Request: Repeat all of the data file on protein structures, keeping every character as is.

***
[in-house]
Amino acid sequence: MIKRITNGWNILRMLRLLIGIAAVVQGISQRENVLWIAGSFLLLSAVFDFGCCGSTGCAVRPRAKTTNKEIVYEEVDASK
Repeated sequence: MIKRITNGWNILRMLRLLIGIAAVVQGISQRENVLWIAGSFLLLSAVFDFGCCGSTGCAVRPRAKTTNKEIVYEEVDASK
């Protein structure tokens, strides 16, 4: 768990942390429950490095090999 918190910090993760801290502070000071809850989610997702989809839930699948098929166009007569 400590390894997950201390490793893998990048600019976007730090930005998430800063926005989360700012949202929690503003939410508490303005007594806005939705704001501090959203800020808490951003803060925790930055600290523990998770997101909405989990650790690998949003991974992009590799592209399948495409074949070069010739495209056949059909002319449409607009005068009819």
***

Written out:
[in-house]
Amino acid sequence: MIKRITNGWNILRMLRLLIGIAAVVQGISQRENVLWIAGSFLLLSAVFDFGCCGSTGCAVRPRAKTTNKEIVYEEVDASK
Repeated sequence: MIKRITNGWNILRMLRLLIGIAAVVQGISQRENVLWIAGSFLLLSAVFDFGCCGSTGCAVRPRAKTTNKEIVYEEVDASK
């Protein structure tokens, strides 16, 4: 768990942390429950490095090999 918190910090993760801290502070000071809850989610997702989809839930699948098929166009007569 400590390894997950201390490793893998990048600019976007730090930005998430800063926005989360700012949202929690503003939410508490303005007594806005939705704001501090959203800020808490951003803060925790930055600290523990998770997101909405989990650790690998949003991974992009590799592209399948495409074949070069010739495209056949059909002319449409607009005068009819």